in the afternoon. The party must arrive in plenty of time as there was
apt to be a crowd in the visitors' gallery for the occasion. The talk
at table was political. There are always points of discussion between
the Nationalist and the United parties that are good for conversation.
Finally Mrs. Oppen-heimer interrupted with the news that it was time to go. As she drove
the short distance to the House of Assembly she explained further to
the newly arrived Englishman that the first answer to the budget was
being made at that very moment, probably, by Mr. Waterson, the Member
for Constantia. He was to move various changes in the Minister of
Finance's program, on behalf of the United party. Of course the
changes wouldn't stand a chance of being voted in, but it was a
necessary gesture for the Opposition to make: it was part of the game.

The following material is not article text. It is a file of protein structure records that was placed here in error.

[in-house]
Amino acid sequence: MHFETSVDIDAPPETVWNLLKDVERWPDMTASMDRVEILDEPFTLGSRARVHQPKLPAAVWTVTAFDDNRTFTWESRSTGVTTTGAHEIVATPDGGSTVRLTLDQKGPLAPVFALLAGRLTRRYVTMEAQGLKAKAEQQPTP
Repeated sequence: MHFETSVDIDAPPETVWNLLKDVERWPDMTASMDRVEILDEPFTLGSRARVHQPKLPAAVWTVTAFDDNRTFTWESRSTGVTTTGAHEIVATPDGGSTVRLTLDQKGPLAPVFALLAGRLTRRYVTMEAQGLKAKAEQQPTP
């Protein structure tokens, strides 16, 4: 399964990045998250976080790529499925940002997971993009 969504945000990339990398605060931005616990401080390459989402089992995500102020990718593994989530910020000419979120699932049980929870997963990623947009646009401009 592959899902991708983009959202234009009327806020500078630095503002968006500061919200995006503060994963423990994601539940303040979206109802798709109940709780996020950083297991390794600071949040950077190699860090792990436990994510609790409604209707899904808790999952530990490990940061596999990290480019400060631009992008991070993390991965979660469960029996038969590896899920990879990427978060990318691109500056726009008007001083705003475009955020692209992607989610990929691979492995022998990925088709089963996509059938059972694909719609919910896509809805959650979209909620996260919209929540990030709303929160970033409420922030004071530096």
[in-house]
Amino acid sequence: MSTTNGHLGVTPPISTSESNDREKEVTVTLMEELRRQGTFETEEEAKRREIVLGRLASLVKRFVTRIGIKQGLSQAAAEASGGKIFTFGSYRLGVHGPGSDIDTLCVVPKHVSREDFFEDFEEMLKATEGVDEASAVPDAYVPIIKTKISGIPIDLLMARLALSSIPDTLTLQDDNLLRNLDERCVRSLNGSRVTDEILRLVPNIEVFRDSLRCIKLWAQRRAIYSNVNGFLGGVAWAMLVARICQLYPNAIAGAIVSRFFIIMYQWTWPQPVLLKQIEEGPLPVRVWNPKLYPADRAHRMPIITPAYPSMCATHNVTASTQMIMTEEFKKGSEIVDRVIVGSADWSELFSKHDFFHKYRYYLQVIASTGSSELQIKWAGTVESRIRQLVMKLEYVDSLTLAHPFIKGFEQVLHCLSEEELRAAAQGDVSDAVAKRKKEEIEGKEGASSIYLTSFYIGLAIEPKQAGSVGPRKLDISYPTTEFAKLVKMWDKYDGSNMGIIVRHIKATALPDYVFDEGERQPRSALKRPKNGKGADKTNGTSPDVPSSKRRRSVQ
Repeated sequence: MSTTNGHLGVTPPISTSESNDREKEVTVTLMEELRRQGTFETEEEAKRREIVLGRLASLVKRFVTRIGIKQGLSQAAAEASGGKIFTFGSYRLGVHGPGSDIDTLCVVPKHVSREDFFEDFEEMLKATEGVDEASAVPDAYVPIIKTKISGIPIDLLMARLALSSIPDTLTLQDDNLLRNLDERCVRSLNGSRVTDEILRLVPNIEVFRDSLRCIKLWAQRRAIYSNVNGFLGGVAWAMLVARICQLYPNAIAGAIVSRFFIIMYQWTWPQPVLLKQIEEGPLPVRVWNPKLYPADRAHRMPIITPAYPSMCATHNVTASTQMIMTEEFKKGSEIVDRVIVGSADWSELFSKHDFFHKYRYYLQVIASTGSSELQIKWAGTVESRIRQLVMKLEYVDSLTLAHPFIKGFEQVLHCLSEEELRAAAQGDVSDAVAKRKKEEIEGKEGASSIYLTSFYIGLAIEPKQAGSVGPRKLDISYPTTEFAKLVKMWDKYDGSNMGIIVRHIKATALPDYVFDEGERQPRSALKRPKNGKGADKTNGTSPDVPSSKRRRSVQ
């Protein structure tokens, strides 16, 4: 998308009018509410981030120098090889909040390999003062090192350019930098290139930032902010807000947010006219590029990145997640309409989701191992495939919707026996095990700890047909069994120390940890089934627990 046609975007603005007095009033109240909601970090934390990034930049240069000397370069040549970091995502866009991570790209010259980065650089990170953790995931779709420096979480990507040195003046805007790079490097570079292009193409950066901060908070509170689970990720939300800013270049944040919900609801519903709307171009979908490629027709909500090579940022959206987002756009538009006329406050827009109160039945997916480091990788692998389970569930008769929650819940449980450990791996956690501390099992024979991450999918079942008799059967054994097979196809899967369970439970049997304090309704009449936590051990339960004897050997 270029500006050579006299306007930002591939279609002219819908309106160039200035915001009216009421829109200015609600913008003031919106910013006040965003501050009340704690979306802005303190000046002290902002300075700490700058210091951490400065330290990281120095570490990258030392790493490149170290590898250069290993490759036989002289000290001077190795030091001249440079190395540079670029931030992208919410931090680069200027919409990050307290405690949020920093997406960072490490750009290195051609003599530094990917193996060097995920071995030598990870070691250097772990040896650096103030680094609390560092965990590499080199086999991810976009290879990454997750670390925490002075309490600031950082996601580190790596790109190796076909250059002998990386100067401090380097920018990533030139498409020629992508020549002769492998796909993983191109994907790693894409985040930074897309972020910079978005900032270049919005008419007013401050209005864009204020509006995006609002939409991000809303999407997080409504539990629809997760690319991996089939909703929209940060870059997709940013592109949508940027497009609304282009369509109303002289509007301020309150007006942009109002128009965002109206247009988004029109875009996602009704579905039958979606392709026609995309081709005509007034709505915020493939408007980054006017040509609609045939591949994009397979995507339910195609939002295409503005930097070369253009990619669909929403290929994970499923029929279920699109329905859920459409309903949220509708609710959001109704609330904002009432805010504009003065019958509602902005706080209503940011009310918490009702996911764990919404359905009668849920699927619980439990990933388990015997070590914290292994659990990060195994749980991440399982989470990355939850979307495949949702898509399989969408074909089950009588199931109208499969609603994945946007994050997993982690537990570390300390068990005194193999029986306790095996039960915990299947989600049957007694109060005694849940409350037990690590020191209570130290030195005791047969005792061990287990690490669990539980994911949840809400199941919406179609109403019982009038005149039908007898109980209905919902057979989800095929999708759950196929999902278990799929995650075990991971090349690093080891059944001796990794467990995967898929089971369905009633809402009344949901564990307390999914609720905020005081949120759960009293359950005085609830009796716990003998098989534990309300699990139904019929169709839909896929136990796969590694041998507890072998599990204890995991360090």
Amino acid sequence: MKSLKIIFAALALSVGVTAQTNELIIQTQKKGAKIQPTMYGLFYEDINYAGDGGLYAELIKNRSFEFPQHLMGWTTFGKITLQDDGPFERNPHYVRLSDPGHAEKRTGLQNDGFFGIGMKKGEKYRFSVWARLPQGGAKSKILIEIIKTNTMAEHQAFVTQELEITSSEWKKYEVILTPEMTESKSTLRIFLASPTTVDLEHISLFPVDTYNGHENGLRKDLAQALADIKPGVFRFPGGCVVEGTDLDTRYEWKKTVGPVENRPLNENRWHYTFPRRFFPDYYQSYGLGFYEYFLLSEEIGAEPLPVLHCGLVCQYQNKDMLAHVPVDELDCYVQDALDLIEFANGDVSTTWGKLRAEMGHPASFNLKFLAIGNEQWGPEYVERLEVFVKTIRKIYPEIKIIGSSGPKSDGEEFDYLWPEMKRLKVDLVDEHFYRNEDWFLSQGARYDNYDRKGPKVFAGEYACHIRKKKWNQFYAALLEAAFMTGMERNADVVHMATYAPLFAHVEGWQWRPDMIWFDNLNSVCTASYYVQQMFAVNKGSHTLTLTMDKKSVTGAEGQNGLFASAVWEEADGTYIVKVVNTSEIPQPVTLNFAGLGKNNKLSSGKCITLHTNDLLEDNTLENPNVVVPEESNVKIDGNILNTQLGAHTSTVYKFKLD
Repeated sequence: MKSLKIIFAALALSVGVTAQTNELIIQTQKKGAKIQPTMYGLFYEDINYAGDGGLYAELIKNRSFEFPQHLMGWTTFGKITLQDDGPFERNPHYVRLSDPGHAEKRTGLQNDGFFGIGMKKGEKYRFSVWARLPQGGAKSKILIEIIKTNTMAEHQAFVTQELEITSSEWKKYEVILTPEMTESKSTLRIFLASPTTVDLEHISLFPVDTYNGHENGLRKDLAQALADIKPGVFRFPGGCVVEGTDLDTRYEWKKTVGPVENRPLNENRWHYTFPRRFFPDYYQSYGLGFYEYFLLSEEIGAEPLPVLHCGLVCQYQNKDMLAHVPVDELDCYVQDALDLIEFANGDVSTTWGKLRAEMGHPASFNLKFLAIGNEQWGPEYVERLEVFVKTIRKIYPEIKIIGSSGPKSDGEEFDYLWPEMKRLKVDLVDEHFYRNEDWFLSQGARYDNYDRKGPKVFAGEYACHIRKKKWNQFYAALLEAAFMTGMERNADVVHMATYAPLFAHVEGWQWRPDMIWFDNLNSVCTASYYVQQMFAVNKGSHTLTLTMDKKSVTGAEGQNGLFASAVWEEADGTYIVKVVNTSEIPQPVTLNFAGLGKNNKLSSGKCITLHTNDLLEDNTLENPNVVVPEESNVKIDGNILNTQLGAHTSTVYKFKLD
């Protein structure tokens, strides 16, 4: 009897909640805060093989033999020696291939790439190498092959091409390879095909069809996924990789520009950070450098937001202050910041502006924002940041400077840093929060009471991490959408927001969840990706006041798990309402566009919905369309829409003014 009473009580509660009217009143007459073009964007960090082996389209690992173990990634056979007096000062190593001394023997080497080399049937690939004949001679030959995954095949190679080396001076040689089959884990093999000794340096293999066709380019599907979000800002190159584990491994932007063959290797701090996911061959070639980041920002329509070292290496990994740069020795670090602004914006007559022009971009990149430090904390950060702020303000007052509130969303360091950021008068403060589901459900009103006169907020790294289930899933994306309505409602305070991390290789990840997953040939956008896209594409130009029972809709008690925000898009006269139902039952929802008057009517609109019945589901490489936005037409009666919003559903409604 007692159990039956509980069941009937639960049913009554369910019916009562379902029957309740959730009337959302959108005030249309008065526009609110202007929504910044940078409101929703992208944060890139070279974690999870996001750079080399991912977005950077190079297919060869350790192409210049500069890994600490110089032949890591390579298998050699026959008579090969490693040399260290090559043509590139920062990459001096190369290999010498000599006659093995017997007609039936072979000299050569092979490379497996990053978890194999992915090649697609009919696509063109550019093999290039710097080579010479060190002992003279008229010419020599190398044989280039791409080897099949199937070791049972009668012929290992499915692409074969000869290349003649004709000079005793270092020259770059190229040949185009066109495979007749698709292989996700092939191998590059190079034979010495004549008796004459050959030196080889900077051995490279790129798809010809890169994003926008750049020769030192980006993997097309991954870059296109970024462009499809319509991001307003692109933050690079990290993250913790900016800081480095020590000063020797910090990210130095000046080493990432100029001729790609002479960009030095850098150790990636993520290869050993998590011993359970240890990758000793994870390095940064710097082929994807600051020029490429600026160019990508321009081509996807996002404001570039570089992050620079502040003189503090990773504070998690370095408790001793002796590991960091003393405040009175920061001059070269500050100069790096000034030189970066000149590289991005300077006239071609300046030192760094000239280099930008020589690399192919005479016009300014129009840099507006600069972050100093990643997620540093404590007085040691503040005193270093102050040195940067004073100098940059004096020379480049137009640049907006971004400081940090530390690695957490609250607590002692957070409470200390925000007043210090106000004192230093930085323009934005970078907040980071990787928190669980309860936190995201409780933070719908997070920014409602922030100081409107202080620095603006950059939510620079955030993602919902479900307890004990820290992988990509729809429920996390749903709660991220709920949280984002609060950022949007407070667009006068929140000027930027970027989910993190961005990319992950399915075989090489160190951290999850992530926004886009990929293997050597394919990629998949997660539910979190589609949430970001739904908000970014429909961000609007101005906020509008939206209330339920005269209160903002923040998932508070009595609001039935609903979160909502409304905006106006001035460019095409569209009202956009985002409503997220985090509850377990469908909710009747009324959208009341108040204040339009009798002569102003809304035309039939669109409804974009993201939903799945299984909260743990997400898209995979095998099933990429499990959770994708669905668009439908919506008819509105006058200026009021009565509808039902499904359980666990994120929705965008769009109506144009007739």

Oppenheimer was to follow up by seconding the motion, and would take
off from there.
solid, handsome building, fronting a tree-bordered street, looked
unusually animated, with a crowd moving slowly in at the entrance.
There were many women dressed to the nines in pretty summery costumes:
white hats, white shoes, linen or silk dresses; they all went indoors
and climbed the stairs to the gallery. Mrs. Oppenheimer settled her
party into one of the small compartments like shallow theatrical boxes
that were built directly over the Nationalist side of the House, so
that they looked down at the United party members across the way.
Before departing to the special gallery reserved for family
connections, she gave the Englishman one last explanation of an
unusual and fascinating feature of South African parliamentary custom:
the proceedings are bilingual. As a matter of policy, Nationalist
Members make their speeches in Afrikaans.